PWN teen writers share their favorite books, movies, TV shows, and more every Friday to inspire young writers. We believe that the best way to become a stronger writer is to immerse yourself in other storytelling forms.

This week, teen writer Xander Smith shares a favorite show, movie, and graphic novel. 

Peaky Blinders
Created by Steven Knight
Peaky Blinders is by far my favorite show. Taking place in England during the Prohibition Era, Peaky Blinders revolves around World War 1 veteran Thomas Shelby and his family, who took their experiences in France and became a razor gang in Birmingham, going by the title The Peaky Blinders. If you’re a fan of history, crime shows, or even just things that are well written, then I suggest logging onto Netflix and checking out this phenomenal show!
Dracula’s Daughter
Directed by Lambert Hiller
We all know the classic universal films—Bela Lugosi’s Dracula, Boris Karloff’s Frankenstein, and Lon Chaney Jr.’s Wolfman—but I feel that this film has unfortunately been lost to time, and it’s truly a shame because this film is definitely up there as one of the best Monster Mash films. In fact, a lot of horror historians will tell you that it was the last of the classic universal horror films that was actually horror before the movies became campy. The movie itself revolves around the title character, Countess Marya Zaleska, who is the daughter of the infamous Count Dracula. She is struggling with being a vampire and wants to be free of it, since she sees it as a curse. Will she overcome the curse, or will she succumb? If I haven’t convinced you to watch this movie already, I don’t know how I can!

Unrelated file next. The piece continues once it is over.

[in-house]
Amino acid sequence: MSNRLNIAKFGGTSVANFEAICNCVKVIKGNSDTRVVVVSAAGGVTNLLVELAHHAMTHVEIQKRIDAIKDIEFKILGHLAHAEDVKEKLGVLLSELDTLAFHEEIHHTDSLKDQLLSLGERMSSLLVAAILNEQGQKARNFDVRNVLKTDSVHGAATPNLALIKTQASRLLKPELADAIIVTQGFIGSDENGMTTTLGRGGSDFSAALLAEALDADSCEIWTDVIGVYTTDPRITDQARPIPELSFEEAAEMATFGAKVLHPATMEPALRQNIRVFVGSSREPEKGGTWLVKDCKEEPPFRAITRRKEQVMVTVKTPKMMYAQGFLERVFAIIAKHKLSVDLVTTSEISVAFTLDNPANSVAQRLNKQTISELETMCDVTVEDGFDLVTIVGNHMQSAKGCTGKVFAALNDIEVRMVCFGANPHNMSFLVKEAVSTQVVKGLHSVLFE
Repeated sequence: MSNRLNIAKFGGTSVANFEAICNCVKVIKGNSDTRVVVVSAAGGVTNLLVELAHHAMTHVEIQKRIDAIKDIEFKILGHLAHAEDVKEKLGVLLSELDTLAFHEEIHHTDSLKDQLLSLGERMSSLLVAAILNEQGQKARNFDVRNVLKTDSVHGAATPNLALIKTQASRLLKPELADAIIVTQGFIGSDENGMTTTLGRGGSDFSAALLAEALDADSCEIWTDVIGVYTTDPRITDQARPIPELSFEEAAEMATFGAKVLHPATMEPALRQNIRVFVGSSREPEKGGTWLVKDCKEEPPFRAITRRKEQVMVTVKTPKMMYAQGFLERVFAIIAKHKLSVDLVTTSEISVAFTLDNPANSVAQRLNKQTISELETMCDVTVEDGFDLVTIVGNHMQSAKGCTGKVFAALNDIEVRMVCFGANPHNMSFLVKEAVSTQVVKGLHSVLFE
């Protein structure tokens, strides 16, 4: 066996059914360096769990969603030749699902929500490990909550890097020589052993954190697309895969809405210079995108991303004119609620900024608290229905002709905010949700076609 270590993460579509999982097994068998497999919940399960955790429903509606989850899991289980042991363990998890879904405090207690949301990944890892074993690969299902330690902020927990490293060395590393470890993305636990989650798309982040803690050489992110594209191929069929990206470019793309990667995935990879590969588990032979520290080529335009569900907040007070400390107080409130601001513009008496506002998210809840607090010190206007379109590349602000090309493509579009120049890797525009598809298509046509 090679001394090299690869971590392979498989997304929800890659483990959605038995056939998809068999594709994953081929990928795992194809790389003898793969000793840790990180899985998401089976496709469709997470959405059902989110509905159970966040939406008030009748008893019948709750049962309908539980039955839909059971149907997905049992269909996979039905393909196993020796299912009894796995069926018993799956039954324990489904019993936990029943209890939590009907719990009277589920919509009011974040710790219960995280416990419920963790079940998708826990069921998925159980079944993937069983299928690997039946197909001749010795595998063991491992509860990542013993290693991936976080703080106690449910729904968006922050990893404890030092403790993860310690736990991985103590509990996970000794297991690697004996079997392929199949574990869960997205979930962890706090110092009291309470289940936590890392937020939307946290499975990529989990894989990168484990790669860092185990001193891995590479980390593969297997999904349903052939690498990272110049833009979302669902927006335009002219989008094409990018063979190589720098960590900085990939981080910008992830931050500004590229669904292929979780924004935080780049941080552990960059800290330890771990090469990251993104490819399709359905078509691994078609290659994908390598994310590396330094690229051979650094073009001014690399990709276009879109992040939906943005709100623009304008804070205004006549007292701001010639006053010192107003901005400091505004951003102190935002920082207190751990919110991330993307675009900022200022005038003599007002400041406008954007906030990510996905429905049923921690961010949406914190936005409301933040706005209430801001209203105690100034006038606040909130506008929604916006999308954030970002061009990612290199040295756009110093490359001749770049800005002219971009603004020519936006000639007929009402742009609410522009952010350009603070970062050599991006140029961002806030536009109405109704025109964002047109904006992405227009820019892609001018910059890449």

Batman: The Long Halloween
Written by Jeph Loeb
This graphic novel is the comic book that influenced Christopher Nolan’s The Dark Knight, and like most things, the source material is much better than the movie. The book revolves around Batman teaming up with Commissioner James Gordon and Harvey Dent, the DA, to take down Don Carmine Falcone, the mafia boss of Gotham city, who’s reach is so vast that it is compared to the Roman Empire. The book is not only a phenomenal introduction to the Batman universe, but it is also a good transition for the characters themselves, as when the mafia falls, a new type of crime rises, and that crime results in the supervillains that pop-culture has come to know and love.